Shu brocade has a long history dating back to the Tang (CE 618-907) Dynasty; In that era, the Shu brocade, as a Silk Road trade commodity, was sold by haberdashery merchants in shops in Japan to the north and in shops as far away as and Baghdad, Damascus and Constantinople to the west. Shu brocades were – and are still – richly colorful and complex in pattern. Shu embroidery – then as now – is used to embellish such familiar items as quilt covers, pillow cases, articles of clothing, women’s shoes, and a host of other articles of both practical and non-practical, or artistic, use, such as tapestries.
Shu brocades and embroidery can be found in the shops of Chengdu that specialize in such items – For example, in the Hongqi Shopping Store chain, one of which stores is located on Shudu Street, the other on Zongfu Street – with prices as low as 300 Yuan (roughly $44 USD). Shu brocades and embroidery can also be found at the Shu Brocade Academy in Chengdu, located at 1 Caotang East Road, which also serves as a historical exhibition dedicated to the history and art of brocade weaving in Chengdu.
Regarding of how the academy came into, it is an interesting story in itself. In the early 1990s, the last remaining silk brocade factory in Chengdu closed its doors, due to falling demand (the once-stable Japanese market even dried up). A few years later, a local entrepreneur, bemoaning the loss of this last vestige of an ancient Chinese cultural institution, purchased the defunct factory, hired a limited staff, and tied the factory to an academy, or museum, dedicated to preserving the history and art of brocade weaving in Chengdu.
Thus the Shu Brocade Academy in Chengdu is part museum, part commercial enterprise. Thanks to the exposure to foreign markets that tourism has indirectly provided and orders from abroad, the production of brocades has picked up due to increased demand (yet another good reason for you to pay a visit to the Shu Brocade Academy when in Chengdu, then tell your local haberdasher about it when you get back home).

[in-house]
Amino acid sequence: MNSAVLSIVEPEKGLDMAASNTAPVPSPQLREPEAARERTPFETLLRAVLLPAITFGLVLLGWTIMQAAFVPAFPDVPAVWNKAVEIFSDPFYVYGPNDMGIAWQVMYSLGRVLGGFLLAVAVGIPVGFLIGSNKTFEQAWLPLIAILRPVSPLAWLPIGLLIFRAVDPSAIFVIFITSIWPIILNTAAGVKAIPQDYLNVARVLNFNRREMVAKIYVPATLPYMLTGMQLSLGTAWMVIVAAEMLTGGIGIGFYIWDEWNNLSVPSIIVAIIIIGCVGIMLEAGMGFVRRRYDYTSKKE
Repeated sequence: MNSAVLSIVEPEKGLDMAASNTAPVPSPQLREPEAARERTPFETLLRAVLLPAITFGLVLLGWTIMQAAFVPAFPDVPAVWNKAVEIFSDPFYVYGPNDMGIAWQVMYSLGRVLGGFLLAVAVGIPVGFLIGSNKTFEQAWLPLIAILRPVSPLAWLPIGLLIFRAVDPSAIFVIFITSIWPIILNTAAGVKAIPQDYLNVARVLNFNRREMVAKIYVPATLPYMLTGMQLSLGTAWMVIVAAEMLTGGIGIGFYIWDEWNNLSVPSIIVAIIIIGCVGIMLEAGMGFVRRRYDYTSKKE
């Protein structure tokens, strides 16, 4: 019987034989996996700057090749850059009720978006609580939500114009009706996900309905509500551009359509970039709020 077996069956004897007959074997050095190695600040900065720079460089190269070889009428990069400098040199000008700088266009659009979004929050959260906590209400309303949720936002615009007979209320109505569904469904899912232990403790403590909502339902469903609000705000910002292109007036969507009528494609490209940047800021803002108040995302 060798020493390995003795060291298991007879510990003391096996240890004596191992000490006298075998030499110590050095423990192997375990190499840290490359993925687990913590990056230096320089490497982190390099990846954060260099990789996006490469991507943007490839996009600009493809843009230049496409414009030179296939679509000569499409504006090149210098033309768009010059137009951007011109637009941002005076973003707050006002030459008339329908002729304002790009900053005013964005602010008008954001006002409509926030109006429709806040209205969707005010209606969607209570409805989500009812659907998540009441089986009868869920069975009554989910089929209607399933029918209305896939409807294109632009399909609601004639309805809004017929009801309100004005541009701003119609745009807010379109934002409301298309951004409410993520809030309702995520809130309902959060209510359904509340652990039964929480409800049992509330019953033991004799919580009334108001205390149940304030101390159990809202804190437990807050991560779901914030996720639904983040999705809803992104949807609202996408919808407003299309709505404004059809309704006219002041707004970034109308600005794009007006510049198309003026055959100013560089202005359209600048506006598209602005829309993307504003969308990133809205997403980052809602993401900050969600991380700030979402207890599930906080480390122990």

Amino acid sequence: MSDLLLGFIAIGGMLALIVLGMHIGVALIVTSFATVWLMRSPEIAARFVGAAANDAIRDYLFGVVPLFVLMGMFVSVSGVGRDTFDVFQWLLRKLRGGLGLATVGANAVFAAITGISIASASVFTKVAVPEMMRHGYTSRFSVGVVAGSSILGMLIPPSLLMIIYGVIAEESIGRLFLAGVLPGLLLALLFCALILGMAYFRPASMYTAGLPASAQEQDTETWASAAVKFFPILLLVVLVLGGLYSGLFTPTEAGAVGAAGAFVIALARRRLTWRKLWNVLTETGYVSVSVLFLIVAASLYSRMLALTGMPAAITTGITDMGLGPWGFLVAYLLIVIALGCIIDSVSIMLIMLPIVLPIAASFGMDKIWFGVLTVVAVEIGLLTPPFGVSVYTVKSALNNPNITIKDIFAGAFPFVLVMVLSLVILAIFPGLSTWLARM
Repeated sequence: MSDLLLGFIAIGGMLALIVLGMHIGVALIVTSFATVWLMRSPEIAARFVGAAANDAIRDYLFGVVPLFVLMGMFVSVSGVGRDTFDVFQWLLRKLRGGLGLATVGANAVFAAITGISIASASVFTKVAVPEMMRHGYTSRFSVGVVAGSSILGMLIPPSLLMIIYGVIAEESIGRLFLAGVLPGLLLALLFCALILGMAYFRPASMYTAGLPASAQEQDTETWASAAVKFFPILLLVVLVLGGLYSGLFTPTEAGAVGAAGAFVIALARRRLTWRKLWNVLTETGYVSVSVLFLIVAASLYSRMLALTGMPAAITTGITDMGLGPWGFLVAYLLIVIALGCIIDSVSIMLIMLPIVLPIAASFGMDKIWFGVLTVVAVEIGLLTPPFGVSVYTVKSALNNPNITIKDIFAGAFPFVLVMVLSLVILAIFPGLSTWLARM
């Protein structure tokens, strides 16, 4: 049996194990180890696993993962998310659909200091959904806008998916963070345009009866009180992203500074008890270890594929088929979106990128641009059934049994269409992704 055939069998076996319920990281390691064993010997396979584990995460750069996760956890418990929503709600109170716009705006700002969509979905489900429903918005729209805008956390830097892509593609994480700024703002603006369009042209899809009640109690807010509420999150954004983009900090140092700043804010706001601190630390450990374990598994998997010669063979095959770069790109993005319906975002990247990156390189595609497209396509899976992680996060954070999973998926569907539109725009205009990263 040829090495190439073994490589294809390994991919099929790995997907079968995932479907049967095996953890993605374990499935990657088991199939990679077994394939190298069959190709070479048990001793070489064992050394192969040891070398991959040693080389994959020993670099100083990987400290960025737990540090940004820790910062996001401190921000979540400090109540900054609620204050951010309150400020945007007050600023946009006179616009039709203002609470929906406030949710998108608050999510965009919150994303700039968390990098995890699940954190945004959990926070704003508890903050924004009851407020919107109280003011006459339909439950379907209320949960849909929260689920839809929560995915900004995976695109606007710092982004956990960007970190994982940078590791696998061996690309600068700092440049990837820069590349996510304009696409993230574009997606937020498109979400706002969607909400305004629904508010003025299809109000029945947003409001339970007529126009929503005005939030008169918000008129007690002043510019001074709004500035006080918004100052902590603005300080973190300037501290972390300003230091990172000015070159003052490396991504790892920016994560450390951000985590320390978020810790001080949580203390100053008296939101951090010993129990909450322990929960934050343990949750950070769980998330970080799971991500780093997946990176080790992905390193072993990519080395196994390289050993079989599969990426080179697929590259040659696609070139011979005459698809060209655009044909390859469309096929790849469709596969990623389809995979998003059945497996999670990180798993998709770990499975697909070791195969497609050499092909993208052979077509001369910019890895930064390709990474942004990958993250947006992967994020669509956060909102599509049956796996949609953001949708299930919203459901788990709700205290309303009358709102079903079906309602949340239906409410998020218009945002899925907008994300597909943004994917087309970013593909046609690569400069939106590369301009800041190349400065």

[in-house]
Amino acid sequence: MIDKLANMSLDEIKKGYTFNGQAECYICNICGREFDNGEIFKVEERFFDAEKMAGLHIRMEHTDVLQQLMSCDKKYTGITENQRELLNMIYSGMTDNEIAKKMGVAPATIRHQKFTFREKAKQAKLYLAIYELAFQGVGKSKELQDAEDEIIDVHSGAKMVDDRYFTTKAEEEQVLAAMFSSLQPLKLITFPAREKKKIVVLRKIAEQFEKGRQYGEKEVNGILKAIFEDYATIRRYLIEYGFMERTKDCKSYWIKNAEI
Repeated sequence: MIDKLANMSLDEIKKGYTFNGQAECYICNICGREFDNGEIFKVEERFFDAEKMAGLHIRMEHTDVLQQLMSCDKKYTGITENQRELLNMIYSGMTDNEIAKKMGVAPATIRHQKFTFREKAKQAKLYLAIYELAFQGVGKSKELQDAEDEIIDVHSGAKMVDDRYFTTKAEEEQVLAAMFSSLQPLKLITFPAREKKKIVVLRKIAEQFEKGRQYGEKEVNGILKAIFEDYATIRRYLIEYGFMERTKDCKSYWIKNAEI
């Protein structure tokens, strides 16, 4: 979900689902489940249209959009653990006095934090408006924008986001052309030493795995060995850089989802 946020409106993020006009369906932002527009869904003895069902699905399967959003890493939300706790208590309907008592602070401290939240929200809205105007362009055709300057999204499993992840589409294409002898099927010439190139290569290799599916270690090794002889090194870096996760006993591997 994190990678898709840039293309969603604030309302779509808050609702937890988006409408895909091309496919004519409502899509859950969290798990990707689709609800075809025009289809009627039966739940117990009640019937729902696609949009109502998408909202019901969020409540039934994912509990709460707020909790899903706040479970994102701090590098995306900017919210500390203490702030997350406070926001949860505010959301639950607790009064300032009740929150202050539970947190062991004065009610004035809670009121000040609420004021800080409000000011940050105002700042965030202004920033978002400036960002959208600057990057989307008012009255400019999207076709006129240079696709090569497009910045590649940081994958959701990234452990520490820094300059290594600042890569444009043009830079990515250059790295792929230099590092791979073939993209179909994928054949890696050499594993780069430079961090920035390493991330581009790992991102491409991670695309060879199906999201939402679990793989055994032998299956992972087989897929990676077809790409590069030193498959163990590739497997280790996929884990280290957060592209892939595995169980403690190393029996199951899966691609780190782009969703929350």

The Shu Brocade Academy in Chengdu preserves ancient brocade-weaving patterns, techniques and designs new ones. They have some wonderful old looms on display, and the attached brocade and embroidery factory has a boutique that offers everything from tiny souvenirs to large, beautiful brocades as well as some magnificent, hand-woven brocade articles that simply can’t be woven by machine.
Art Objects – Replicas & Antiques
Chengdu offers a large range of art objects, including silk prints (various motifs from human figures to landscapes to pure calligraphy), replicas of ancient Imperial era rubbings (of coins, seals, etc.), carvings (wood, bamboo and ivory) and replicas of Imperial era porcelain as well as jade and agate figurines, mask, etc. In some shops one might be lucky enough to run across a genuine antique exemplar of these items.
Chinese and Tibetan-Style Ornaments, Souvenirs & Other Handicrafts
There are many Tibetan-style ornaments & souvenir gift shops concentrated near Wuhou Temple. These offer unique beaded jewelry items such as highly colorful bracelets and necklaces – including a special variant that is wound around one’s head as a distinctive and colorful adornment – tassels, and more traditional jewelry items such as earrings, pendants and bracelets made of gold, silver and copper. There are souvenir & handicraft gift shops concentrated near Lotus Pond that sell more traditional Chinese gift items ranging from trinkets to carvings to brocades.
If you need to pick up gift items for several friends back home but do not wish to fill up your luggage with heavy and/or bulky items, then either of these shopping areas, as well as the Shu Brocade Academy (the latter have many small brocade articles that weigh hardly anything and fold away to nothing) and the Hongqi Shopping Stores mentioned above, are ideal places to look.